Fines For Littering In Ealing To Nearly Double

Increase from £80 to £150 for offences including dropping cigarette butts

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Kingdom, the private company employed by Ealing Council, will be able to issue on the spot fines of £150 for dropping cigarette butts, dog fouling and fly-posting from next month.

The announcement comes after the government increased the maximum penalty charge that can be given to those caught littering.

Kingdom has been the enforcement agency in the borough for over two years and when they started faced accusations of being heavy handed and were criticised for fining 'soft targets' including a woman who poured coffee down a drain and a pensioner for feeding birds on Haven Green.

Liz Jenner in Hanwell initially received a 'fine' for leaving out additional recycling, it was later cancelled and she received an apology.

She says: '' I do believe people should be fined for littering but the rule needs to apply to everyone and not just the easy to trace soft targets. I wonder why Kingdom are very rarely seen in West Ealing and Hanwell. I suspect they are too busy issuing fines up in Ealing Broadway in order to receive their bonuses.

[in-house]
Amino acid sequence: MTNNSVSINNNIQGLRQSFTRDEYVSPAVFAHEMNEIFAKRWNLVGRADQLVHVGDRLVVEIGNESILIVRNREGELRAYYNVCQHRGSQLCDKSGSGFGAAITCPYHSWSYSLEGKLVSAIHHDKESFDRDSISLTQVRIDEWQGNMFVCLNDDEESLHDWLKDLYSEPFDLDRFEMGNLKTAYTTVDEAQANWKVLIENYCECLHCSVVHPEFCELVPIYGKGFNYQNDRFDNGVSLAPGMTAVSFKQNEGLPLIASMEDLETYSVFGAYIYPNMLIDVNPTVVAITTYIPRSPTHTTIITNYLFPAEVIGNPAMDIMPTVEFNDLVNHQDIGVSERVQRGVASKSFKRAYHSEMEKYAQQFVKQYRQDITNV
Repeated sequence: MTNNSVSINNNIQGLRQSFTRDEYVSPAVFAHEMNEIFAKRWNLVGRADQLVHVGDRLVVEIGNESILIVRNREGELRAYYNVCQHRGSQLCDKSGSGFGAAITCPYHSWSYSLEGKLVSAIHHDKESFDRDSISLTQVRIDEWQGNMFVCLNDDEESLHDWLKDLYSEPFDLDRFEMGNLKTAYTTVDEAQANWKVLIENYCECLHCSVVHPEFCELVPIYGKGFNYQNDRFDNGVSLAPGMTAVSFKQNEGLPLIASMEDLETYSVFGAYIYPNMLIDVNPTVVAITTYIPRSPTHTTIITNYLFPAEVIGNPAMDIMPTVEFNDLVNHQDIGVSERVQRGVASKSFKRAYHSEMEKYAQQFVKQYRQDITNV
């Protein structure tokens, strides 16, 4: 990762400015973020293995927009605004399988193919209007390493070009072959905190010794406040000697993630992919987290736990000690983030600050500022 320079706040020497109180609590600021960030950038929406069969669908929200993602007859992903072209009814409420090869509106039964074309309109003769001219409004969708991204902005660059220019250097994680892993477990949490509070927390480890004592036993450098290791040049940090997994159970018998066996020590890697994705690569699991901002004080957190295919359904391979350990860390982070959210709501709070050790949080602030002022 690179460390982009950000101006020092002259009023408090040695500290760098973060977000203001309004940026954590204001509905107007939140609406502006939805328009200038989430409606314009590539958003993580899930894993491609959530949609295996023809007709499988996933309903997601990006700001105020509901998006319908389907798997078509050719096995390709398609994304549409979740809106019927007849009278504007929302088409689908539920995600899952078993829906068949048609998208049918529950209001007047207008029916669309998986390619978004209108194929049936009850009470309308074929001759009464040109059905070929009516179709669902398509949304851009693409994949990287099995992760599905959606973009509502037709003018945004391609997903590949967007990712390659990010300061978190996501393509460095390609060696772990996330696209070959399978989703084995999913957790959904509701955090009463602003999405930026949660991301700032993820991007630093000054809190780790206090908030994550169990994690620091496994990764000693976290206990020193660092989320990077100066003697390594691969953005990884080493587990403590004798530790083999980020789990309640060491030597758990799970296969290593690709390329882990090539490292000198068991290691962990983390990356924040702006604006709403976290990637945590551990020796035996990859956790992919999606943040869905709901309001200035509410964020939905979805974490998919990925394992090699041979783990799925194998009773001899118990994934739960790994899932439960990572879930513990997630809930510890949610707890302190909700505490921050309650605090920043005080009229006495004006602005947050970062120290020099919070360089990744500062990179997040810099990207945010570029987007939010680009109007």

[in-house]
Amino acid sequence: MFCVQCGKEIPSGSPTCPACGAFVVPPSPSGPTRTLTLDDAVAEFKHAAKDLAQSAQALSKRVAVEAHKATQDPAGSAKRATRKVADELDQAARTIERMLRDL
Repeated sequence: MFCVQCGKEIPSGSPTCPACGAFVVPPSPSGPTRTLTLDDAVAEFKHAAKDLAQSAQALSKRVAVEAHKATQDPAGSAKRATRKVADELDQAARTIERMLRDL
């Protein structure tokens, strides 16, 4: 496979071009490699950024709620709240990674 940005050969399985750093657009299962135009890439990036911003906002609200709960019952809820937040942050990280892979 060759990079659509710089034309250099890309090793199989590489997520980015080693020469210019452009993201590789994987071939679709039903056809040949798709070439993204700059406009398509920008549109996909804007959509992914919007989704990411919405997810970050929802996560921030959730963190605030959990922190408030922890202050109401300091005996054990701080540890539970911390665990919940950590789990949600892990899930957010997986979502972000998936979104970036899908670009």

These fines certainly seem to have had very little impact on the ongoing issues of fly tipping on our streets.''

Councillor Mik Sabiers, cabinet member for environment and highways said: “The vast majority of residents want to see us take tough action against the minority that drop litter and fly-tip on our streets.”

“Increasing the fine for littering to £150 – the maximum allowed by law - will help us make sure it is these offenders and not the local community that bear the cost of keeping our streets and roads clean.

“Everyone has a part to play in helping to keep our streets clean and there is no excuse for dropping litter or cigarette butts, or spitting on the street.

“Remember, a simple fine for littering can escalate into a criminal record and a fine of hundreds of pounds. It’s much easier to simply do the decent thing and put your rubbish and cigarette butts in the bin in the first place.” 

It costs the council almost £3million each year to clean up streets and parks, remove litter and enforce against fly-tipping.

The council says it's working across the borough to crack down on fly-tipping, targeting areas that have experienced sustained levels of illegal rubbish dumping. It involves working with residents, businesses and the wider community to tackle the problem by making it easier to report any witnessed incidents.

Pictures of offenders caught on camera fly-tipping are being displayed locally to help people recognise alleged offenders and ensure they are fined and increased enforcement is also operating in the area.

 

 

 

7th March 2019

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